(Photo : FACEBOOK/ Hello Heights)
Virtual image of COVID-19 infected lungs.

An eerie virtually reality video shows the potential long-term damage of COVID-19 coronavirus rapidly spreads through the lungs.

Using a 360-degree virtual reality technology, Doctors at George Washington University visualize the transferred patient's lungs who tested positive with COVID-19, reports Daily Mail.

In his late-50s, the patient did not exhibit any symptoms days before the images were taken but, Hospital Chief of Thoracic Surgery, Dr. Keith Mortman shared that by the time he took care of the patient, the disease already wreaked havoc in the patient's lungs, as cloudy, green swaths of damaged tissue can be clearly seen in the images.

Previously isolated at another hospital, the man diagnosed with COVID-19 experience nothing more than cold-like symptoms such as fever, cough, and shortness of breath.

But within days in the isolation, his condition rapidly deteriorated prompting the original hospital to place the man on a ventilator. But despite the efforts, it was not enough as he was transferred to George Washington University.

Recreating the man's chest cavity in three-dimensions in 360 degrees, Dr. Mortman along with his team converted scans of the man's lungs into a virtual reality video.

COVID-19 is a respiratory illness that is the same as other coronaviruses that cause the common cold and that triggered SARS.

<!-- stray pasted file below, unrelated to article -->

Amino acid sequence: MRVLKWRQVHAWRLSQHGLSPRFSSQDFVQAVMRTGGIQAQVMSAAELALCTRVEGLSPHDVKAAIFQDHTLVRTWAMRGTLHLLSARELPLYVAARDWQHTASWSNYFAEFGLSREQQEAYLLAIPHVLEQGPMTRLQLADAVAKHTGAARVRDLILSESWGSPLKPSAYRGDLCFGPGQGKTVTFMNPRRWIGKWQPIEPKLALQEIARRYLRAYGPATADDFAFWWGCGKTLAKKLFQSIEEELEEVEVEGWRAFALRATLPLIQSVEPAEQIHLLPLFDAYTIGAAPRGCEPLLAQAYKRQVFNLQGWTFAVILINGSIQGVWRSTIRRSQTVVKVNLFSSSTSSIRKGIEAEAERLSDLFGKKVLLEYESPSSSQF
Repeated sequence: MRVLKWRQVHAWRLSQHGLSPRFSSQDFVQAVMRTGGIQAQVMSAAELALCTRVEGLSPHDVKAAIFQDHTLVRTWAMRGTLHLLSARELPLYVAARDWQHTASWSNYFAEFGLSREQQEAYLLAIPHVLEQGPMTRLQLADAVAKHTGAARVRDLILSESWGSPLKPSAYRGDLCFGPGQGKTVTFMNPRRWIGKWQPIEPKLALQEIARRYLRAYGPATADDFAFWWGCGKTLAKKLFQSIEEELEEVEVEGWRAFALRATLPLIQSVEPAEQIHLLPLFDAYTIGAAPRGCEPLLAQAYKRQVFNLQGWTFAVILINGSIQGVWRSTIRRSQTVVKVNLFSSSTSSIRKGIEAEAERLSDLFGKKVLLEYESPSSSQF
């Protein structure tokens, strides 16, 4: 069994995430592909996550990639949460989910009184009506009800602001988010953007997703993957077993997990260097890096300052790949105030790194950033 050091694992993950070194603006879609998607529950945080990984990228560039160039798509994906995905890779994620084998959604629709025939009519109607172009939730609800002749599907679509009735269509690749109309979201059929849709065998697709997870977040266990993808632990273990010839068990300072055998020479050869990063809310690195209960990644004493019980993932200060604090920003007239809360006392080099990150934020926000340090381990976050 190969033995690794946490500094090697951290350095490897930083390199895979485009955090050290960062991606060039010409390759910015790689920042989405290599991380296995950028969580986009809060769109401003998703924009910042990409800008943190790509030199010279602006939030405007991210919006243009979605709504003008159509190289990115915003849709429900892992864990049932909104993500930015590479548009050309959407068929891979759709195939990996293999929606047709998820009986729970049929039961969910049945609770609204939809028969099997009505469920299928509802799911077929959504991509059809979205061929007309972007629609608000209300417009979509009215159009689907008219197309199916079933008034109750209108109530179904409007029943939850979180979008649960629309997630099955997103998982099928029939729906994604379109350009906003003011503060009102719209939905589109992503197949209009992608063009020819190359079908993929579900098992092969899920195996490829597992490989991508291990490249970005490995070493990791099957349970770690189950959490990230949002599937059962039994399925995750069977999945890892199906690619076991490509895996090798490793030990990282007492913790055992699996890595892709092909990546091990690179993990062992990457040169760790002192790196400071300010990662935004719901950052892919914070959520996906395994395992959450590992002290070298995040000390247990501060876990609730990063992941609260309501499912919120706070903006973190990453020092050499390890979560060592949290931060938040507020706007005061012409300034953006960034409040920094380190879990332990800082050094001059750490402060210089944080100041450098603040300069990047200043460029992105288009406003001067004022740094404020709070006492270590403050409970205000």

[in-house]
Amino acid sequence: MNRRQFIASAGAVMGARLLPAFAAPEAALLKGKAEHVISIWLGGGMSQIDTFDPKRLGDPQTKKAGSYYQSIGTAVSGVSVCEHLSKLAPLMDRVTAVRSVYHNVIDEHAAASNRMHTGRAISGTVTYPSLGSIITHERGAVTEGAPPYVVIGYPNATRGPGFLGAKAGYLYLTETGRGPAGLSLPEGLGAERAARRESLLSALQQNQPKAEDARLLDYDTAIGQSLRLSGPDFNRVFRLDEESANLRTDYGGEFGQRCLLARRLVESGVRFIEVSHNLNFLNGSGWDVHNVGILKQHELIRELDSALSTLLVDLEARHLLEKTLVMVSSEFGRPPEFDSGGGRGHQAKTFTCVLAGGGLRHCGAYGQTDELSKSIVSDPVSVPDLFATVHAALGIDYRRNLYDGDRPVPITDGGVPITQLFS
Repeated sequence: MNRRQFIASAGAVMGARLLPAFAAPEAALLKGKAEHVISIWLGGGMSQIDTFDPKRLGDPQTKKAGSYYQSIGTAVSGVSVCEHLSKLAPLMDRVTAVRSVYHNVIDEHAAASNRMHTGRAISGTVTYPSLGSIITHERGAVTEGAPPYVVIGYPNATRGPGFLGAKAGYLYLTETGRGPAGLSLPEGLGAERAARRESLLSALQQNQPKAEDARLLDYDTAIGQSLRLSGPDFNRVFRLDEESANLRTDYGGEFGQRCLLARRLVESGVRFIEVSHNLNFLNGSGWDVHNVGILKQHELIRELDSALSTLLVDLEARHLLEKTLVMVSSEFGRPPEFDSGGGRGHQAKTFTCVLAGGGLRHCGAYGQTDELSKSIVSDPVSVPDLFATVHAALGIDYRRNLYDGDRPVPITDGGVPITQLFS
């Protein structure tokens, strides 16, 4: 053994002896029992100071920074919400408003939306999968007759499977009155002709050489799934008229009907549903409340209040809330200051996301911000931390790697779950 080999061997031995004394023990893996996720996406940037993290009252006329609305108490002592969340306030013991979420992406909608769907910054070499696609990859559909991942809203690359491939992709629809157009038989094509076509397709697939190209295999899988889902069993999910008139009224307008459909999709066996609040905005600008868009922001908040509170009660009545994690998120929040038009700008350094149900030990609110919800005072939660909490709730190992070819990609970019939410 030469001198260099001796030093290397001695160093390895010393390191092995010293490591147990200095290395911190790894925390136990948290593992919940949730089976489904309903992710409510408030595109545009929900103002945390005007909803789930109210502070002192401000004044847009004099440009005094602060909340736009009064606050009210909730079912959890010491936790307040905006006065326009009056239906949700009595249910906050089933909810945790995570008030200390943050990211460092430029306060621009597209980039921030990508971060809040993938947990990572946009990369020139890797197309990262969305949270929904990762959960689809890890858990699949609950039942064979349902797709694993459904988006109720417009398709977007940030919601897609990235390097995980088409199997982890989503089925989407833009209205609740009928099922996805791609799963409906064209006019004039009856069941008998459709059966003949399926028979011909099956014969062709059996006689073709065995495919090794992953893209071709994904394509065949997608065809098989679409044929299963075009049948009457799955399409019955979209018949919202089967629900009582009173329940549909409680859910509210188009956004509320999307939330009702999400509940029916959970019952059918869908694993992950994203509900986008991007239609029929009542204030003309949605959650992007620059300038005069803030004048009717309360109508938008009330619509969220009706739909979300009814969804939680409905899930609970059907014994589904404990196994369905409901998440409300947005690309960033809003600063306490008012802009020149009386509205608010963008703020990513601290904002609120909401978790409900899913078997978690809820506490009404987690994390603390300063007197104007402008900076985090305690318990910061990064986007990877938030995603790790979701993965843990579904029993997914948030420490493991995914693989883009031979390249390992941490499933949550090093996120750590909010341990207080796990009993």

Fever, dry cough, shortness of breath, difficulty breathing and fatigue are the most common symptoms that a COVID-19 positive patient exhibits, while most of the people only become mildly ill, for those elderly and persons who have underlying health conditions the infection can turn serious and deadly.

Read also: Wuhan Coronavirus Patient Zero Found? Reports Point to Chinese Shrimp Peddler

Patients who tested positive with coronavirus also develop pneumonia potentially causing yellow, green or bloody mucus, fever, sweating, shaking chills, shortness of breath, and rapid or shallow breathing. Other symptoms inlcude pain when breathing, especially when breathing deeply or coughing, Low appetite, energy, fatigue, nausea, vomiting (more common in children) and confusion (more common in elderly people). Some patients suffer diarrhea and kidney failure which is an occasional complication.

As seen in the video, some lung tissue appears clear and colorized with a light, translucent blue. The bronchial tree, the system of airways that runs into and throughout the lung is more solid, strong blue, in most places but green-colorized inflamed tissue is clearly visible in many places throughout both lungs.

Differentiating Healthy from COVID-19 Infected Lungs

Dr. Mortman said that you don't need an MD after your name to understand these images for it is not isolated to any one part of the lung. There is damage to both lungs, diffusely and the destruction can be seen. The video shows why these patients' lungs are failing to the point of needing a mechanical ventilator.

Dr. Mortman also explained that it starts off as this viral infection then it becomes severe inflammation in the lungs and when that inflammation does not subside with time, it becomes, essentially, scarring, creating long-term damage and it could really impact somebody's ability to breathe in the long-term.

With the U.S. at the top of the list for having most coronavirus cases, 80 percent of the patients developed only mild infection and symptoms but the other 20 have to be hospitalized for their lungs may fail and they have a high risk to fall into critical condition.

Related article: Coronavirus Outbreak Second Wave? Recovered Wuhan Patients Testing Positive Again